The Space Museum seems to get little love from fans, perhaps because it is one of the weirdest Doctor Who stories. It begins in the TARDIS, with the four time-travellers still dressed in their ancient Roman clothing. They are frozen in time at first, but when they materialize, they are dressed normally. The Doctor thinks they have gone back to a time before their visit to Rome. Vicki drops a glass of water, it breaks, then bounces back unbroken into her hand. When they open the TARDIS door, they find a museum of spaceships. They approach the museum doors without leaving footprints in the dusty landscape. There is absolute silence. The museum doors open, and two museum guards come out and pass them, conversing soundlessly, without seeing them. Inside is a vast collection of technology from many different planets. They are disturbed to find a Dalek shell behind a sign: Dalek. Planet Skaro.

Two young men in black clothing walk by them without noticing them. Vicki finds she can put her hand through a museum display, as can they all, and The Doctor realizes they are not really there. Then they discover themselves frozen in display cases. The music sounds suspiciously like the theme from Twilight Zone. The Doctor believes the TARDIS has jumped the time-track and emerged in the fourth dimension—whatever that means—and they will eventually arrive and end up on display, unless they can alter time somehow. Suddenly the glass fallen from Vickie’s hand breaks, the guards find the TARDIS and the time-travellers’ tracks in the sand, and the figures in the display cases disappear. The Doctor declares they have arrived.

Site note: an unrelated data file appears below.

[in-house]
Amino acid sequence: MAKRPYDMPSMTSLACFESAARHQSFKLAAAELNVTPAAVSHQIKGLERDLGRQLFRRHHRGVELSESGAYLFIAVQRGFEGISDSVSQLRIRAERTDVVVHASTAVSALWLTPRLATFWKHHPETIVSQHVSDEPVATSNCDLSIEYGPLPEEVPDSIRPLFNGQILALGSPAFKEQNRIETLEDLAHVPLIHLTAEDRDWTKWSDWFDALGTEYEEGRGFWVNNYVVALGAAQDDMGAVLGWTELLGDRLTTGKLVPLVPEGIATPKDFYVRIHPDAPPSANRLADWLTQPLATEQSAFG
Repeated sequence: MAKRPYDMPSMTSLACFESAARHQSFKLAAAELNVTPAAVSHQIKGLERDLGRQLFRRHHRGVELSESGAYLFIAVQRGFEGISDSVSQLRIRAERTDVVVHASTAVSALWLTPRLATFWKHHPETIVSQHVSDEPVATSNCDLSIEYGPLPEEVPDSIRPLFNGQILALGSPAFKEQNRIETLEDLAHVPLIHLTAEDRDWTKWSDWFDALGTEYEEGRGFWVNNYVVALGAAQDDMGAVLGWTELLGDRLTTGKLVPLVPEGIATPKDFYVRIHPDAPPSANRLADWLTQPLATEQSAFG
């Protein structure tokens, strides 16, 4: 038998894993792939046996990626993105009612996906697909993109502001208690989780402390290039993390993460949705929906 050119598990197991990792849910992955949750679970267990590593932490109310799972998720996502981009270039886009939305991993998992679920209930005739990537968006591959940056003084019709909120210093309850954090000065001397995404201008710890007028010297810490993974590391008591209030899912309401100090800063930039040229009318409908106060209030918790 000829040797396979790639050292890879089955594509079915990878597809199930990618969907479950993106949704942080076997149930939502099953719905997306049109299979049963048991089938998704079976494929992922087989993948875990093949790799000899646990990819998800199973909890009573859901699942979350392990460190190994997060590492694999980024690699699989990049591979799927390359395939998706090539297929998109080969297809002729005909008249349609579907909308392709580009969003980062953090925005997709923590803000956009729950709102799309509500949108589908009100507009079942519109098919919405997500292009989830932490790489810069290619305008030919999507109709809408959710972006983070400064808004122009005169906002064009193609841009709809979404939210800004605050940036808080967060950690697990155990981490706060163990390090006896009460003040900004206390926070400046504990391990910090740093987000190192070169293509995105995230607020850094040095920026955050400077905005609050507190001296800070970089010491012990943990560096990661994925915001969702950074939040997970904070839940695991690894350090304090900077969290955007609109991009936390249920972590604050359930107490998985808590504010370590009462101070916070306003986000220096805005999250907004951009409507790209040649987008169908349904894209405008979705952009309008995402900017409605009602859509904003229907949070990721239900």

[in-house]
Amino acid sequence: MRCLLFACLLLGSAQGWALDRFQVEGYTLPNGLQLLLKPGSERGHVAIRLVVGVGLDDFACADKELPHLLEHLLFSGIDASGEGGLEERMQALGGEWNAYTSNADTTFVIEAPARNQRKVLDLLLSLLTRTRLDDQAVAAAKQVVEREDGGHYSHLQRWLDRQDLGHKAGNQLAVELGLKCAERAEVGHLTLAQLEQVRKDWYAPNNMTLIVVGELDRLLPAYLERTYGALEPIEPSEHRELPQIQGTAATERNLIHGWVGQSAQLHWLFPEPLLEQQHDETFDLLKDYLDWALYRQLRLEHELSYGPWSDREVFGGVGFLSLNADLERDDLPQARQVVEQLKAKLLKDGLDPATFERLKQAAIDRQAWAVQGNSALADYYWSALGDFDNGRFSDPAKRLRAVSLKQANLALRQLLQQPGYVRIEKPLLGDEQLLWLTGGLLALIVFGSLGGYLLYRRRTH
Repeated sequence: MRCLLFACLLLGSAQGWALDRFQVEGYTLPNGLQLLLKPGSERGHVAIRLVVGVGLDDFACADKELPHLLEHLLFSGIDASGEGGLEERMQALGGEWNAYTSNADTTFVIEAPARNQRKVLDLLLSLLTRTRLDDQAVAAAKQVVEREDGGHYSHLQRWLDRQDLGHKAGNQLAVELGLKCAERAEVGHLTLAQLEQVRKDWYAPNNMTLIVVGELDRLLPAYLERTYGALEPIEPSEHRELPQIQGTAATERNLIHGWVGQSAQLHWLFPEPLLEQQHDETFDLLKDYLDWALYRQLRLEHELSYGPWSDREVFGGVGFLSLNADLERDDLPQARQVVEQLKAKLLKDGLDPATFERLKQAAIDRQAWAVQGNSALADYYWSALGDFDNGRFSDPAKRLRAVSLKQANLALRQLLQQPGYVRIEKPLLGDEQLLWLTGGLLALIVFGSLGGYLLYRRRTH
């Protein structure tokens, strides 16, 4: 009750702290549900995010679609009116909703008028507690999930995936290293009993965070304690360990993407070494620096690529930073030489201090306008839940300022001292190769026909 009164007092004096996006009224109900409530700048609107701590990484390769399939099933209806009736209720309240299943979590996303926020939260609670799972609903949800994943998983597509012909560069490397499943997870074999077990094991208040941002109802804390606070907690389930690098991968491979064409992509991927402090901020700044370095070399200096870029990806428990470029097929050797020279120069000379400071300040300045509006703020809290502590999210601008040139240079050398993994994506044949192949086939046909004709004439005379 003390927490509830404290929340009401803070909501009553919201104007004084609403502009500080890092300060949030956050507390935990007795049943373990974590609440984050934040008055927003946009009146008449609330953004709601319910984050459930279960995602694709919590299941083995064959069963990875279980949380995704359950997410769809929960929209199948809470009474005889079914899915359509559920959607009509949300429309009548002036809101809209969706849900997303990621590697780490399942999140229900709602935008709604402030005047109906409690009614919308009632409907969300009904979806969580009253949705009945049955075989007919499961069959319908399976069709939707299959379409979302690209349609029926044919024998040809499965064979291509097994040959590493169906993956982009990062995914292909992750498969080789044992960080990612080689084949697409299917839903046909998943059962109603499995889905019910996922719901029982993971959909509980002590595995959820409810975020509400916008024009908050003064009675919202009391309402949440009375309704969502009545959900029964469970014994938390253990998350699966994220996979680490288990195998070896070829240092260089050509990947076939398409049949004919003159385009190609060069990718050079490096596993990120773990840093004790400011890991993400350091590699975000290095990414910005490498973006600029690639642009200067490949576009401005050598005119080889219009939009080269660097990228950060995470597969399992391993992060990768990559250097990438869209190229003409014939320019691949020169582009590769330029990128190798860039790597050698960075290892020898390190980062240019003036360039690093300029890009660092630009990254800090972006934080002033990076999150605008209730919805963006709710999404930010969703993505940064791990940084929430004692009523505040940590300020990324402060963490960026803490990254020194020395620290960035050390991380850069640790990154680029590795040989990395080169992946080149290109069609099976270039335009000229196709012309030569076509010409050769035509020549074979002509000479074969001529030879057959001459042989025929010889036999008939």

The scene shifts to the Museum Guard’s office, which is also the office of the Morok Governor of the Planet Xeros. Governor Lobos (Ivor Salter) is bored and complaining about his job until he is told there are uninvited visitors who may be rebels. The scene shifts to the rebel headquarters, hidden in the museum, where they have learned that the Moroks have found a spaceship, and they believe help for the revolution may be at hand.

Meanwhile, the visitors are stealing weapons from the display cases, while they search the maze of corridors for the TARDIS, hoping they can escape before they are put on display, but they are constantly arguing about which way to go. The rebels find them, a door opens, and The Doctor is seized by the rebels. The others search for him, arguing about everything. The Doctor comes to, knocks out the rebel guard, but he is then caught by the Moroks, locked in a room, and interrogated by Lobos. The authorities decide The Doctor should be frozen and put in the Museum.

The rebels and the Moroks, separately, try to open the TARDIS but they cannot. We are beginning to realize that everyone on the Planet Xeros—the militaristic Moroks, the servile Xerons, and the Governor himself, bored and dreaming of past Morok glories—are all incompetent. Ian gets the drop on all of them and defeats them easily. Vicki, when she is seized by the rebels, takes over their rebellion out of sheer boredom, tricks the computer into opening the armoury, and leads them to victory.

The entire story is played for humour, but the humour might have been a little too subtle to work. I had to watch it twice before I realized that it was a mixture of Salvador Dali, Absurdist Drama, and Monty Python.

Part 1

Part 2

Part 3

Part 4